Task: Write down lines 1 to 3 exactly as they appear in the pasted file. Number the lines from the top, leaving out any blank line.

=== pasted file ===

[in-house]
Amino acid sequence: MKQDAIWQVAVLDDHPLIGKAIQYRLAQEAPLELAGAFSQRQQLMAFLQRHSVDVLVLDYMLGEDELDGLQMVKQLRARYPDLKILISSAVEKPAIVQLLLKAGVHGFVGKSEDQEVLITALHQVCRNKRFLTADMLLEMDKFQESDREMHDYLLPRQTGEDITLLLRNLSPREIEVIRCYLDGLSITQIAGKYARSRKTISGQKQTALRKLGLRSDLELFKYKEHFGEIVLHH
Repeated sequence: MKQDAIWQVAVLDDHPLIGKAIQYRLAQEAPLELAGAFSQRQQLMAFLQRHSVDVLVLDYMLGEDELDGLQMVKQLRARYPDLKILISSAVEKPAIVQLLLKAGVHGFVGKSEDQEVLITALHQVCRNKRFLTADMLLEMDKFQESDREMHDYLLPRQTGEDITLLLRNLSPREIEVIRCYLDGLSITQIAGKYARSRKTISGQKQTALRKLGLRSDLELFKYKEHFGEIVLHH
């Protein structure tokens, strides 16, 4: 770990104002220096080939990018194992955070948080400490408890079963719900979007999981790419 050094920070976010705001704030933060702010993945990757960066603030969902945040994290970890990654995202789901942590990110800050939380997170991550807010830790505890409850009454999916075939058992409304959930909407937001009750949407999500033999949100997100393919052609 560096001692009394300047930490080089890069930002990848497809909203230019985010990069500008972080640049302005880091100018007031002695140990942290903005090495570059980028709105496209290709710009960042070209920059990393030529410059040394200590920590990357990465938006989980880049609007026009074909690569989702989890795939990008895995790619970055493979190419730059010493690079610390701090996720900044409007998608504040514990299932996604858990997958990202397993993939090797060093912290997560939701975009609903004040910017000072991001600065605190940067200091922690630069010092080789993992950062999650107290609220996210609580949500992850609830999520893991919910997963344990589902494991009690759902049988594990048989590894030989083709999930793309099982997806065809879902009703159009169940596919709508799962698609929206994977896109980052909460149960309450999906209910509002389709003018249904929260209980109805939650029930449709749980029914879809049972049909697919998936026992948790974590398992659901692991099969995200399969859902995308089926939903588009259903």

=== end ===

[in-house]
Amino acid sequence: MKQDAIWQVAVLDDHPLIGKAIQYRLAQEAPLELAGAFSQRQQLMAFLQRHSVDVLVLDYMLGEDELDGLQMVKQLRARYPDLKILISSAVEKPAIVQLLLKAGVHGFVGKSEDQEVLITALHQVCRNKRFLTADMLLEMDKFQESDREMHDYLLPRQTGEDITLLLRNLSPREIEVIRCYLDGLSITQIAGKYARSRKTISGQKQTALRKLGLRSDLELFKYKEHFGEIVLHH
Repeated sequence: MKQDAIWQVAVLDDHPLIGKAIQYRLAQEAPLELAGAFSQRQQLMAFLQRHSVDVLVLDYMLGEDELDGLQMVKQLRARYPDLKILISSAVEKPAIVQLLLKAGVHGFVGKSEDQEVLITALHQVCRNKRFLTADMLLEMDKFQESDREMHDYLLPRQTGEDITLLLRNLSPREIEVIRCYLDGLSITQIAGKYARSRKTISGQKQTALRKLGLRSDLELFKYKEHFGEIVLHH